Johnson had begun his political career as the congressional secretary and assistant to Congressman Richard Mifflin Kleberg. In 1935 he left the service of Congressman Kleberg to become Texas state director of the National Youth Administration, headed by Aubrey Williams. During his tenure, the two men established a lasting friendship. In his new position, with headquarters in Austin, Texas, Johnson soon put an elaborate program into effect. Years later, a notable African American leader of the time reportedly said: “In the middle thirties we didn’t know Lyndon Johnson from Adam,” and continued, “We began to get word up here that there was one NYA director who wasn’t like the others. He was looking after Negroes and poor folks and most NYA people weren’t doing that.” Johnson carried that same progressive spirit into his presidency, as exemplified in his War on Poverty program and the Great Society. It has also be said that these early youth programs were the inspiration for such Johnsonian initiatives as the Job Corps and Upward Bound.

Speaking before the NYA’s advisory committee on Oct. 27, 1941, a meeting attended by first lady Eleanor Roosevelt, Aubrey Williams stated “I must confess to all of you that I am thoroughly frightened,” further declaring, “I think we are fighting with our backs against the wall all over this country.” In the six years since its creation, the NYA had grown into the closest thing the country had ever had to a comprehensive national youth development program, providing millions of young people with jobs and job training, community service work, recreation, remedial education and real-life lessons in the benefits of democracy at a time when democracy was fighting for its life. But the agency had made powerful enemies – particularly, Washington’s education establishment. Months after the NYA’s advisory committee heard Williams’ warning in the East Room of the White House, the United States Congress cut the agency’s budget and debated killing it altogether. Within two years, the NYA was history.


Aubrey Willis Williams served for 10 years as executive secretary of the Wisconsin Conference of Social Work. He also served as an officer of the Southern Conference Education Fund.

It was probably his service with the Southern Conference for Human Welfare that resulted in his not being ratified by the Senate to the Rural Electrification Administration.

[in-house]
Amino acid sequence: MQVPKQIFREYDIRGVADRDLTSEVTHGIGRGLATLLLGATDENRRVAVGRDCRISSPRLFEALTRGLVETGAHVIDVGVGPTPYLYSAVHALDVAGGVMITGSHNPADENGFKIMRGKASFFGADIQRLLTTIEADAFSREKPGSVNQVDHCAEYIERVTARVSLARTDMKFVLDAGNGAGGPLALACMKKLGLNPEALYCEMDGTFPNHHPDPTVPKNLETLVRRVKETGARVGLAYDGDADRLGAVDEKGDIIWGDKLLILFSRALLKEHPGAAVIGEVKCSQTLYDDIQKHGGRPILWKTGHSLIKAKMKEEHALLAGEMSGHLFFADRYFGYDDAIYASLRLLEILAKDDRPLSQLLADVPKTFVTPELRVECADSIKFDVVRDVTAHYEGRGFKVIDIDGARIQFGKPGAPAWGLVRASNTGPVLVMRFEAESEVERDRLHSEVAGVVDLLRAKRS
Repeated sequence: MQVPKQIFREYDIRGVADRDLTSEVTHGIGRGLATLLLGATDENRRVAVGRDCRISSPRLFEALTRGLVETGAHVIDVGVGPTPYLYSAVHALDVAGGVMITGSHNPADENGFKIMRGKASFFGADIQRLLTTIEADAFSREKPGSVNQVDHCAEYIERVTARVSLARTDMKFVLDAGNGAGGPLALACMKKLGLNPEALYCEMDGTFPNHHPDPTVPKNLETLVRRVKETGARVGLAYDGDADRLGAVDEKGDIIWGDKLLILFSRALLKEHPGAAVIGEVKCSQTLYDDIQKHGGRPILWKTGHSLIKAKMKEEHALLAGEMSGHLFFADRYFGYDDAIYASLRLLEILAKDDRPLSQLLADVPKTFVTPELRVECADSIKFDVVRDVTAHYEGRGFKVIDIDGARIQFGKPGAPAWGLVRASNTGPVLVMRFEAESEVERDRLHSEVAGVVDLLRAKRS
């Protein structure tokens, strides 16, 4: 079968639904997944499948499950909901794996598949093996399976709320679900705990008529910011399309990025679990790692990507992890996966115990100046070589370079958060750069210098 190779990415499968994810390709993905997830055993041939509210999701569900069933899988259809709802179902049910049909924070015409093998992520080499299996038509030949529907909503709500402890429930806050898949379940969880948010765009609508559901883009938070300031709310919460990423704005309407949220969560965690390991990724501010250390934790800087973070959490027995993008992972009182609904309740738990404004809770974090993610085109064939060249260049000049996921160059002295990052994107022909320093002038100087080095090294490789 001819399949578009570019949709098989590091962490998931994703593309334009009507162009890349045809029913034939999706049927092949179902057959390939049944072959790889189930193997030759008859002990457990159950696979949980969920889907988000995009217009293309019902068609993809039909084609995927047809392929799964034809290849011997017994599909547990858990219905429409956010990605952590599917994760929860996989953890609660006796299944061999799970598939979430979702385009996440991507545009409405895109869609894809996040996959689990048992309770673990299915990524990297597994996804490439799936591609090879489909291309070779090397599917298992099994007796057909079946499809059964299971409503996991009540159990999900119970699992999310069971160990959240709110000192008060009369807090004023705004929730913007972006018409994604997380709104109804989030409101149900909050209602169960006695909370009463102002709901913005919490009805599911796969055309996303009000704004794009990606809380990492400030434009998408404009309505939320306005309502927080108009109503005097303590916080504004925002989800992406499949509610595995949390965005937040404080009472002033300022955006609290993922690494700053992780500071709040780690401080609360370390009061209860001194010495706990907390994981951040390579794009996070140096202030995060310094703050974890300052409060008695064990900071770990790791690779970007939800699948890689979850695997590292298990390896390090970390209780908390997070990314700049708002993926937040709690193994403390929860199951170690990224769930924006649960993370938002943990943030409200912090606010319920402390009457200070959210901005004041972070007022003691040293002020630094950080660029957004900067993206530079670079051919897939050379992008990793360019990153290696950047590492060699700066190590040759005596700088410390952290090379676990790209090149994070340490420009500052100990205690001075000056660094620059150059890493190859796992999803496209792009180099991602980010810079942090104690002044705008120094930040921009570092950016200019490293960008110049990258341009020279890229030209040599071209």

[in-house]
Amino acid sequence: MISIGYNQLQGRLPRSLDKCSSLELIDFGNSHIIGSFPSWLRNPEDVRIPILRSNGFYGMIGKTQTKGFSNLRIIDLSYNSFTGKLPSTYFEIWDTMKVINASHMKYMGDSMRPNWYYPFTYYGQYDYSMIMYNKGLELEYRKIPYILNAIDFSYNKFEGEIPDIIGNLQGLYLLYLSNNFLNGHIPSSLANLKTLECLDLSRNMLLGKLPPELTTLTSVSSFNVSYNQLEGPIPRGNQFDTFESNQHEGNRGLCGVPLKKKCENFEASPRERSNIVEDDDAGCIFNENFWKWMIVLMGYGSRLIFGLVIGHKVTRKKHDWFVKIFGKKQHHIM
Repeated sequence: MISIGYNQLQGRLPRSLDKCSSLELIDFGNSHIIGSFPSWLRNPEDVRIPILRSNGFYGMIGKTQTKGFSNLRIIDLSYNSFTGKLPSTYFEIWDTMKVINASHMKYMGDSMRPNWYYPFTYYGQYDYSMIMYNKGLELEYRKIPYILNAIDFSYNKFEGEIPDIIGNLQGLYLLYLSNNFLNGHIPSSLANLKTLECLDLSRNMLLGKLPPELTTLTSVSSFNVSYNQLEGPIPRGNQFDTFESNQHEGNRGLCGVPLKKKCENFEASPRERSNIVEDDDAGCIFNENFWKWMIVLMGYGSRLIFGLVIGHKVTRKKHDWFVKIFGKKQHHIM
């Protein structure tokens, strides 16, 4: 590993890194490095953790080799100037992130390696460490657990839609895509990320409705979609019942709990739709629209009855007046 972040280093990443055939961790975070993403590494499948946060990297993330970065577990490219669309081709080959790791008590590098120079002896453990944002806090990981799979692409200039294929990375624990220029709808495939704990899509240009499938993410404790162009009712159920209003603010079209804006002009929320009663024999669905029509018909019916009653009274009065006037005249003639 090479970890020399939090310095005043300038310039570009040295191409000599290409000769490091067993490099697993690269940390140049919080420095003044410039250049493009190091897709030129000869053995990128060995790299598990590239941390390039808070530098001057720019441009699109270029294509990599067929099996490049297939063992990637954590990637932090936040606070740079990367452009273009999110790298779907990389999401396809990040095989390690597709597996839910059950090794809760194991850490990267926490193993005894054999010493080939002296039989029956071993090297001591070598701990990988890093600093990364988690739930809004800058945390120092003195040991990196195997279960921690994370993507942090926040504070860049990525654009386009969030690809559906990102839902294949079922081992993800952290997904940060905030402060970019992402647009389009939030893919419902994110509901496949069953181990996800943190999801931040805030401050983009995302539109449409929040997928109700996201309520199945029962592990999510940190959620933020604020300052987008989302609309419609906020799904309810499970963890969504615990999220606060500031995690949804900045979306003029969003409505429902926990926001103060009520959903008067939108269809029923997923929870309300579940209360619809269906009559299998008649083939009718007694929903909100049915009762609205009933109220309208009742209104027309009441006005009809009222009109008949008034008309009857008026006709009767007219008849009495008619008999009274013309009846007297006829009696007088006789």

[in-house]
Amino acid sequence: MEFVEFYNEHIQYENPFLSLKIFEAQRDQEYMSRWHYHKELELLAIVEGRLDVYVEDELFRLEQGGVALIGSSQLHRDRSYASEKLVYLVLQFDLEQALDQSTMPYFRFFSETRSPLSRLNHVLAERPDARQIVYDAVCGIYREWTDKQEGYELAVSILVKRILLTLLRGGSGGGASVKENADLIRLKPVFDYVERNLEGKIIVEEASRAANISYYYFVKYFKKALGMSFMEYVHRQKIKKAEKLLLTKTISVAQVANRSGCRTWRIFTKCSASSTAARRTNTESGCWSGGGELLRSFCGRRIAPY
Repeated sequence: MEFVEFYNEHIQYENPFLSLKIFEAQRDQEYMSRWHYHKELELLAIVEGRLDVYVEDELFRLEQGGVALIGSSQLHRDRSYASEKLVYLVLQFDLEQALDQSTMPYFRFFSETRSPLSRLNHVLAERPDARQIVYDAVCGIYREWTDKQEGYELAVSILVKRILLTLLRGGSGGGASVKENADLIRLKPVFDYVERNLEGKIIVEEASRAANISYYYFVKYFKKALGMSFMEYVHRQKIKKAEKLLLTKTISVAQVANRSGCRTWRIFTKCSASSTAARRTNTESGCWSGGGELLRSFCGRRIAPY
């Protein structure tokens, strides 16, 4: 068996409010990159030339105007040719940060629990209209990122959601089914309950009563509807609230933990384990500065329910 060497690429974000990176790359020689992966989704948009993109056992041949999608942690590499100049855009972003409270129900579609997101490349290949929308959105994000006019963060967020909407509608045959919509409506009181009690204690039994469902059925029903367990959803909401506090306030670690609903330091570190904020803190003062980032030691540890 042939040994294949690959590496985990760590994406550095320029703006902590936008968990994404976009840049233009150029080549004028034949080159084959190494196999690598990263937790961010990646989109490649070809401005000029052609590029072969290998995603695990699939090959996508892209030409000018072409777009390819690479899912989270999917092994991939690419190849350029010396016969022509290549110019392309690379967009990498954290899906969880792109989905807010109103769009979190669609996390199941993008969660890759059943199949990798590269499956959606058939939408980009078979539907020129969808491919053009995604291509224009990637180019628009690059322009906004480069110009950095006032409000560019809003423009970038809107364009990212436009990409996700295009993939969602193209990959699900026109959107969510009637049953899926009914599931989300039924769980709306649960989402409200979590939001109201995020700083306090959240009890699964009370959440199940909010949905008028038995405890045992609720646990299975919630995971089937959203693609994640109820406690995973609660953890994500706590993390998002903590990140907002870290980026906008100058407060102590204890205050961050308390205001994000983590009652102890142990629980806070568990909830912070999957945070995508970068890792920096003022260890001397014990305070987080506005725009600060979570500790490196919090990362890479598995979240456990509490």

He opposed the Vietnam War, expressing as much to the newly re-elected President Johnson in 1965. The following is an excerpt from the book Pillar of Fire (pg. 384), written by Taylor Branch:

“From his sick bed, dying of Cancer, Aubrey Williams scrawled a “Dear Lyndon” letter to his rambunctious protégé of the New Deal era. He instructed the President that if he received the letter and did not find it “worth answering, do not send me one of those synthetic letters that somebody signs for you.”

“What I want to say-and I feel sure that I speak for the great majority of American people- for Godsake [sic] don’t get us bogged down in a hopeless mess in South East Asia. [John Foster] Dulles made as many mistakes as any one man in our history. Agree to a conference and get out. It must be costing us 2 million dollars a day. That is a lot of money. Will you let me give you one more piece of advice. All men want individual freedom. It may take time for you to work it out, but one of the great things about Franklin D. Roosevelt was poise. He knew human nature and had the courage to give it a chance. I hope you get to see this. Still devotedly,”

In his reply, Johnson assured his old mentor that he “would never reply to him synthetically”, adding that he believed his Asia policy to be “the correct one.”


  1. Jump up 
^ John Salmond (2007), Aubrey W. Williams, Encyclopedia of Alabama, accessed September 16, 2009
  • Pillar of Fire: America in the King Years, 1963-65 (Simon & Schuster: 1998), by Taylor Branch
  • Lyndon B. Johnson: Portrait of a President, by Robert Dallek. Excerpt from chap. 1: The Making of A Politician

Youth and Yield, Time Magazine, Monday, Jul. 08, 1935

Source: Wikipedia, the free encyclopedia,